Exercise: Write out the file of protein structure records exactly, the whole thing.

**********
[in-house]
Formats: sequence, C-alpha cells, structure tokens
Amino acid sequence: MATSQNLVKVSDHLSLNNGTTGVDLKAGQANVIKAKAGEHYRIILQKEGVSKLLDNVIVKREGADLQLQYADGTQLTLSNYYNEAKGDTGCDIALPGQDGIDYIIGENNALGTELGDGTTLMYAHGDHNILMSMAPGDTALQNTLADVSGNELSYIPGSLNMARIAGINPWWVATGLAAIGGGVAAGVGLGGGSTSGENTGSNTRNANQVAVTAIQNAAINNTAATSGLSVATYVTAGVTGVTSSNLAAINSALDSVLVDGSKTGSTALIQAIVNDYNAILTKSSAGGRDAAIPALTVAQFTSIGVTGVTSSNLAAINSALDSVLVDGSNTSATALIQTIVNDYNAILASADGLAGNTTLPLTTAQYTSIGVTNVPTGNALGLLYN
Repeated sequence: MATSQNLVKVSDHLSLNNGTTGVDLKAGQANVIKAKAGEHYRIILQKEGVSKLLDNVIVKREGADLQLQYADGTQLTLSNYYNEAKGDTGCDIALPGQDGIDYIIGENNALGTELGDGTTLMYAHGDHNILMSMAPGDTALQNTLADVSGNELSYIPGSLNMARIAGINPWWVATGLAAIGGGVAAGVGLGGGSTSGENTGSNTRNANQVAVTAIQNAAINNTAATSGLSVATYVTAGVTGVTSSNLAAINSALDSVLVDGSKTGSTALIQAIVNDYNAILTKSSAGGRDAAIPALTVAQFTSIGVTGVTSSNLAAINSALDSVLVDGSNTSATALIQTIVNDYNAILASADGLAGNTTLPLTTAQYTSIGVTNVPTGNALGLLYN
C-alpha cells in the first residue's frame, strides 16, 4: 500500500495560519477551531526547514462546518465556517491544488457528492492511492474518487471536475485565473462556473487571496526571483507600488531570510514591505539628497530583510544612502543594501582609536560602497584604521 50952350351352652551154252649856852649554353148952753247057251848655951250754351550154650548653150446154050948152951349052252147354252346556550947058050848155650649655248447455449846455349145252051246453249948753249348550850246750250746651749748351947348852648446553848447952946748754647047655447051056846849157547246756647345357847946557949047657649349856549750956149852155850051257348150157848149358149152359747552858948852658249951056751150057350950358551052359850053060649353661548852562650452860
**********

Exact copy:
[in-house]
Formats: sequence, C-alpha cells, structure tokens
Amino acid sequence: MATSQNLVKVSDHLSLNNGTTGVDLKAGQANVIKAKAGEHYRIILQKEGVSKLLDNVIVKREGADLQLQYADGTQLTLSNYYNEAKGDTGCDIALPGQDGIDYIIGENNALGTELGDGTTLMYAHGDHNILMSMAPGDTALQNTLADVSGNELSYIPGSLNMARIAGINPWWVATGLAAIGGGVAAGVGLGGGSTSGENTGSNTRNANQVAVTAIQNAAINNTAATSGLSVATYVTAGVTGVTSSNLAAINSALDSVLVDGSKTGSTALIQAIVNDYNAILTKSSAGGRDAAIPALTVAQFTSIGVTGVTSSNLAAINSALDSVLVDGSNTSATALIQTIVNDYNAILASADGLAGNTTLPLTTAQYTSIGVTNVPTGNALGLLYN
Repeated sequence: MATSQNLVKVSDHLSLNNGTTGVDLKAGQANVIKAKAGEHYRIILQKEGVSKLLDNVIVKREGADLQLQYADGTQLTLSNYYNEAKGDTGCDIALPGQDGIDYIIGENNALGTELGDGTTLMYAHGDHNILMSMAPGDTALQNTLADVSGNELSYIPGSLNMARIAGINPWWVATGLAAIGGGVAAGVGLGGGSTSGENTGSNTRNANQVAVTAIQNAAINNTAATSGLSVATYVTAGVTGVTSSNLAAINSALDSVLVDGSKTGSTALIQAIVNDYNAILTKSSAGGRDAAIPALTVAQFTSIGVTGVTSSNLAAINSALDSVLVDGSNTSATALIQTIVNDYNAILASADGLAGNTTLPLTTAQYTSIGVTNVPTGNALGLLYN
C-alpha cells in the first residue's frame, strides 16, 4: 500500500495560519477551531526547514462546518465556517491544488457528492492511492474518487471536475485565473462556473487571496526571483507600488531570510514591505539628497530583510544612502543594501582609536560602497584604521 50952350351352652551154252649856852649554353148952753247057251848655951250754351550154650548653150446154050948152951349052252147354252346556550947058050848155650649655248447455449846455349145252051246453249948753249348550850246750250746651749748351947348852648446553848447952946748754647047655447051056846849157547246756647345357847946557949047657649349856549750956149852155850051257348150157848149358149152359747552858948852658249951056751150057350950358551052359850053060649353661548852562650452860